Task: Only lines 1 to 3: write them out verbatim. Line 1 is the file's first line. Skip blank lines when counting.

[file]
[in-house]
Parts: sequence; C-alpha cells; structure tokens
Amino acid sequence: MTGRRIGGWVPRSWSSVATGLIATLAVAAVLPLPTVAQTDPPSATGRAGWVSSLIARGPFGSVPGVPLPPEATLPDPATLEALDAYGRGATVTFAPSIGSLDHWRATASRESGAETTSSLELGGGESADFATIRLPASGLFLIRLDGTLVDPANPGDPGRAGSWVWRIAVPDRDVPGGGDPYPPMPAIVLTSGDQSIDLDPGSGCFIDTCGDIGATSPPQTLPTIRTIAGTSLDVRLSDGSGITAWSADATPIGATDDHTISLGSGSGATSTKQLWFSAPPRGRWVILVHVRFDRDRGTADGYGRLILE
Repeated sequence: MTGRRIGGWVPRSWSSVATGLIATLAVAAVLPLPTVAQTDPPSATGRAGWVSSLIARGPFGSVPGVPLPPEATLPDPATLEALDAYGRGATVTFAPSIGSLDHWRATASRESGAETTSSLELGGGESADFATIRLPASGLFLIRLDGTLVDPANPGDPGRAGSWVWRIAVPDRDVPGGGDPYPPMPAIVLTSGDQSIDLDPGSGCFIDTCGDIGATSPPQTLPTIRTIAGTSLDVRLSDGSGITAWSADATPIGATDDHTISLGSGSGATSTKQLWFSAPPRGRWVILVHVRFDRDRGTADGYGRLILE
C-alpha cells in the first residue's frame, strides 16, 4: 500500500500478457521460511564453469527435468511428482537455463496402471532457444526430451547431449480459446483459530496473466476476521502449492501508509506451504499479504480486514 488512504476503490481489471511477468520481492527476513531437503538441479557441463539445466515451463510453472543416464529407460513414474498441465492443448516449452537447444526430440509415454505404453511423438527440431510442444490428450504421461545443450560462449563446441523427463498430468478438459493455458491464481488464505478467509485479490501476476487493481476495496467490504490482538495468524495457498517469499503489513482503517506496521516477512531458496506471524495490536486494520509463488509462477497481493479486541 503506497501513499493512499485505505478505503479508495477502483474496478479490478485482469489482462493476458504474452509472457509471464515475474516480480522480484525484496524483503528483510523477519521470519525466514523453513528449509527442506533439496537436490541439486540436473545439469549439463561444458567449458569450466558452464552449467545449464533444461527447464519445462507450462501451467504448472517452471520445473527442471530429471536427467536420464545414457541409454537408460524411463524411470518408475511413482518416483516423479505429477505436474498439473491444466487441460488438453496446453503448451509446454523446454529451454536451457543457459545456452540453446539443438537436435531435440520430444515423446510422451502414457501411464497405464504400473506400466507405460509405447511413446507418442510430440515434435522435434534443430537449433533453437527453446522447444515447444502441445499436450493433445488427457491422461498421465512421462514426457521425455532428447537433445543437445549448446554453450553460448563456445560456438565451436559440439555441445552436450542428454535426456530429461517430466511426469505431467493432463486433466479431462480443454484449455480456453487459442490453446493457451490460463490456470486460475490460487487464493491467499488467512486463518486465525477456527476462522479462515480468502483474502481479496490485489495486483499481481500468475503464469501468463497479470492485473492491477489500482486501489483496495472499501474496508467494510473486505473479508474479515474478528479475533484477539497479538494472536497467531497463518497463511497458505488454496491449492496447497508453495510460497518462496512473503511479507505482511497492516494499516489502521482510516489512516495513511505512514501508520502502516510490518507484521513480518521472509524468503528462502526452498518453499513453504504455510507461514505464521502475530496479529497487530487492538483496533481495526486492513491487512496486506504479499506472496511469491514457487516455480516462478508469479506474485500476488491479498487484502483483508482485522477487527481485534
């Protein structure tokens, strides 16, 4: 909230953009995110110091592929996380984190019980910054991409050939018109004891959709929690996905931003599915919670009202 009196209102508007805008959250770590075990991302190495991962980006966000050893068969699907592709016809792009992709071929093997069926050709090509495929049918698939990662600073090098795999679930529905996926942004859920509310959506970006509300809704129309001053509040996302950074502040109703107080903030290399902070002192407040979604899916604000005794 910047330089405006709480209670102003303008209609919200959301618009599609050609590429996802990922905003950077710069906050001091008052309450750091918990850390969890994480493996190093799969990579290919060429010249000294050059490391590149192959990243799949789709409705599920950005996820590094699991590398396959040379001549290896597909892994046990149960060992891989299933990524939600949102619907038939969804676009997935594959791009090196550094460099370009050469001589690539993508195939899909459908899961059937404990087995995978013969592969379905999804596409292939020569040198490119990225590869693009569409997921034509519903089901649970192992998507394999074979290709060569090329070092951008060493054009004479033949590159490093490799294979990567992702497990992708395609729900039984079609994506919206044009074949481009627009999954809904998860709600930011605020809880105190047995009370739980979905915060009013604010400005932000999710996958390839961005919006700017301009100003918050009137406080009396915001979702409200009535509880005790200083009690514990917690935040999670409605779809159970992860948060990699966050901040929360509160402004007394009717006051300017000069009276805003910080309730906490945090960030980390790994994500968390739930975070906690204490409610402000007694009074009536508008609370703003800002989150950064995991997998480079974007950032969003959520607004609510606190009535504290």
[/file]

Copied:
[in-house]
Parts: sequence; C-alpha cells; structure tokens
Amino acid sequence: MTGRRIGGWVPRSWSSVATGLIATLAVAAVLPLPTVAQTDPPSATGRAGWVSSLIARGPFGSVPGVPLPPEATLPDPATLEALDAYGRGATVTFAPSIGSLDHWRATASRESGAETTSSLELGGGESADFATIRLPASGLFLIRLDGTLVDPANPGDPGRAGSWVWRIAVPDRDVPGGGDPYPPMPAIVLTSGDQSIDLDPGSGCFIDTCGDIGATSPPQTLPTIRTIAGTSLDVRLSDGSGITAWSADATPIGATDDHTISLGSGSGATSTKQLWFSAPPRGRWVILVHVRFDRDRGTADGYGRLILE